The siege on Marawi City in the southern Philippines “may take some time” to resolve, a military spokesman said Wednesday as troops struggled to retake key portions from Islamist militants who have taken refuge in mosques.
Troops are battling about 200 militants holed out in various establishments, including high-rise buildings and mosques, in four districts in Marawi City, 800 kilometres south of Manila, according to Brigadier General Restituto Padilla.
Padilla said the military offensive has been hampered by the terrorists’ hiding in mosques, noting that the armed forces have not bombed or attacked such places of worship.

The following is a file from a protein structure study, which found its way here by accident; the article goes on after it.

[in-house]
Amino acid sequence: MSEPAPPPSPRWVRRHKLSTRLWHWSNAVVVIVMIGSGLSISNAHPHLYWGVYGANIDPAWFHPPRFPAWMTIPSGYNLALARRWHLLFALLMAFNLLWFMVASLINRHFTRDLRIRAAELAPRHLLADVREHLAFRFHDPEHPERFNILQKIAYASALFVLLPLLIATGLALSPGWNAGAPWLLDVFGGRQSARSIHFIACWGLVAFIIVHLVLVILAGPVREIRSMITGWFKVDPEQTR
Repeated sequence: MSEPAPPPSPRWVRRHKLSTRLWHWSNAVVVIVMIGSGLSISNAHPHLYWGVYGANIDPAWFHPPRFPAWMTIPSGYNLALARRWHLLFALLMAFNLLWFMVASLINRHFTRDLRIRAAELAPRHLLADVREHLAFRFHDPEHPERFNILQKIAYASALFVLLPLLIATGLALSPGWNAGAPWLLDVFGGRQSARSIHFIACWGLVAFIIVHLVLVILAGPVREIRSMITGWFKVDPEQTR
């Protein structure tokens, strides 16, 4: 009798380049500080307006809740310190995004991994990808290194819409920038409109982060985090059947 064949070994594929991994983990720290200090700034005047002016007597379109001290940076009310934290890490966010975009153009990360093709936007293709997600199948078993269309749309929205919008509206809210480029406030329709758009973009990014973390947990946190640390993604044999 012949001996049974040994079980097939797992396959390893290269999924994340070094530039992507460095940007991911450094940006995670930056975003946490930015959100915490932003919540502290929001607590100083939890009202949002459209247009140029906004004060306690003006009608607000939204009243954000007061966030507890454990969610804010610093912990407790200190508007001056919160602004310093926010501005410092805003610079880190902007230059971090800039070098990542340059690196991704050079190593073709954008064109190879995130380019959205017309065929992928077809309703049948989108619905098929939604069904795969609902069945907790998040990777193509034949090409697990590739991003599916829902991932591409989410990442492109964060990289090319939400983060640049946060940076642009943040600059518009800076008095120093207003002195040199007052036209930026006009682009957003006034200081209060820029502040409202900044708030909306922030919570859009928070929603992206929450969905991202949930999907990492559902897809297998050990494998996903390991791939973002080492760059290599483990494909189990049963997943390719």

“The armed forces’ leadership is firm in its commitment to use other options that would flush out the [terrorists] from these places of worship that they have converted into machine gun and sniper nests,” he said.
“It may take some time,” Padilla added.
The crisis in Marawi City began on May 23 when hundreds of militants went on a rampage after government forces attempted to arrest a local leader of the Islamic State terrorist network. A total of 290 people have been killed in the violence, while more than 220,000 have been displaced.
The military has already missed two deadlines set by authorities to take control of Marawi City, and no new deadlines will be set, Padilla said.
“We ask for a little more patience, we’re almost there,” Padilla said. “We’re just being careful to avoid hurting others, that’s why we are careful in entering the city.”